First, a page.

What’s more, she said, unlike the United States, where its citizens enjoy freedom of speech (which allows them to say almost anything except ‘hate speech’), South Africa has a limited clause for its freedom of expression.
Oosthuizen urged the public to think twice before posting anything online.
“It is a dangerous game. People could find themselves fired or sued. You have to be sure that you have your facts correct, and be sure that what the person is doing is actually illegal. Sometimes something might seem illegal or unethical, but it actually is legit. ‘Public interest’ is also important. Is your content in the interest of the public?” she said.
Read the full article
On Namepros some members believe they have the right to name and shame as it is done to other businesses. Yelp being the best example. But to be fair I care a lot more about 20 people saying the pizza sucks at Giuseppe’s, a local place where I may dine, as opposed to a domain investor who dealt with a graphics design firm that backed out of one domain purchase.
Now if there was a pattern of abuse that would be another story, one would make a mental note to dismiss inquiries from that company.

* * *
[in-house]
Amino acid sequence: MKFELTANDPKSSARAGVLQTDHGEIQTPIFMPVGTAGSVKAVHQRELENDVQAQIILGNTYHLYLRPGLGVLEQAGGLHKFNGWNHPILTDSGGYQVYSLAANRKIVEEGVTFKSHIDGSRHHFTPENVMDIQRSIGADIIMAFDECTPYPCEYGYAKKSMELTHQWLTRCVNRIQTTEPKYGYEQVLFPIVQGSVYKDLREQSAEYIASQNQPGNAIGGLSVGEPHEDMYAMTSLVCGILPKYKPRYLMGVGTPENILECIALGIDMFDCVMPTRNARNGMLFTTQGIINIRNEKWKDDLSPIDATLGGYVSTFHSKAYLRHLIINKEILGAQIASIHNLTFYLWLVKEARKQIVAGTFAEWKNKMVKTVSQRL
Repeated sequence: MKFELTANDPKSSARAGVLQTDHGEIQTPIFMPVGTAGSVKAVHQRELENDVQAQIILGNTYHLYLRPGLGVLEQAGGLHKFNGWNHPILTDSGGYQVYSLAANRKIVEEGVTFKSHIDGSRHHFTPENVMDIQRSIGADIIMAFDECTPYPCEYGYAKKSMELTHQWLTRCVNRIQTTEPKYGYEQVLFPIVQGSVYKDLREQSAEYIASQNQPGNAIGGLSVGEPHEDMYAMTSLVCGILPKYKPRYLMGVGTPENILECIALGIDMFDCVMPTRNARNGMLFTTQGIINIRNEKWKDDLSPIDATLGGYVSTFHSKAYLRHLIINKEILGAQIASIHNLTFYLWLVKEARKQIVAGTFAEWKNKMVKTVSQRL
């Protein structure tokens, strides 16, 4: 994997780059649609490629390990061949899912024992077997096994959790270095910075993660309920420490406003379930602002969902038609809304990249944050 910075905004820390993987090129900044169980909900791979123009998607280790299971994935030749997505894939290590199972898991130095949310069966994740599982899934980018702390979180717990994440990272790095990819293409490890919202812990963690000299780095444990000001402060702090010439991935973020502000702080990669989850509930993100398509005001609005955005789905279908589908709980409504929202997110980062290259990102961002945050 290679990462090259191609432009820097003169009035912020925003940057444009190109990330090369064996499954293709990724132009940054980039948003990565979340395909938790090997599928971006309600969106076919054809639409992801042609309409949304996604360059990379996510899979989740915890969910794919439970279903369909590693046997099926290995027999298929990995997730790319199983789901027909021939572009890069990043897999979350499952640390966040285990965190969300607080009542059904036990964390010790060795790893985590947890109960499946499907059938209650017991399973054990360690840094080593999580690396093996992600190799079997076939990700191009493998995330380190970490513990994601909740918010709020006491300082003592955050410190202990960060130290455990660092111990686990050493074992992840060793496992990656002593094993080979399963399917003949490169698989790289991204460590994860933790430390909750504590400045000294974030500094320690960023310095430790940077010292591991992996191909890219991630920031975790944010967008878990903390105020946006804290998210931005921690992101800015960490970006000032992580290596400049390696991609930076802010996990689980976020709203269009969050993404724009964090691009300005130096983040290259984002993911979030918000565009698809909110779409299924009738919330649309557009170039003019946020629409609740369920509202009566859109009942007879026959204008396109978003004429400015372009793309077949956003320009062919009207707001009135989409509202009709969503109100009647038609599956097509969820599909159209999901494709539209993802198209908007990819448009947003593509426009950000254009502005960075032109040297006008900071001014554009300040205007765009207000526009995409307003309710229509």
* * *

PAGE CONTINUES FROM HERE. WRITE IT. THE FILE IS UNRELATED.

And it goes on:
Other members felt one should just move on and it’s just part of the business so no big whoop.
There are also cooling off period laws:
There are a few types of contracts that you can cancel within a few days of making the contract, mainly transactions that take place at a location that is not the seller’s permanent place (such as a trade show at a hotel), but most others you are stuck with for the duration.
There are some federal laws that allow parties to a contract to cancel or call off the contract within a few days of entering into them. These laws are often called “cooling off rules” and give the contracting parties the option of canceling a contract with a certain time period.
The contracts that fall under these rules include trade show sales contracts, contracts for home equity loans, internet purchase contracts and even door to door sales contracts. In addition, certain states have passed laws for canceling contracts that allow parties to get out of contracts for things like dating services, gym memberships and even weight loss programs.
Maybe domain investors should use Yelp, if the business has a page it could make sense to do it there, after all that would have the most weight and maybe make a company do a better job completing deals. The general public is not going to care about a small website that many don’t know.
In fact some are using Yelp against domain owners. Two scathing reviews for Mike Mann’s Domain Asset Holdings (DomainMarket.com)
Just another Cybersquatter. If there was any company that would best represent human trash, it would be this company. Seriously, if they own a domain you’ve been looking at, don’t give them money; that’s like giving money to a human child trafficker. Just find a different domain or consider legal action, which is probably cheaper. See if you can file a Uniform Domain Name Dispute Resolution Policy with ICANN.
68.8% of voters on Namepros said no to the name and shame.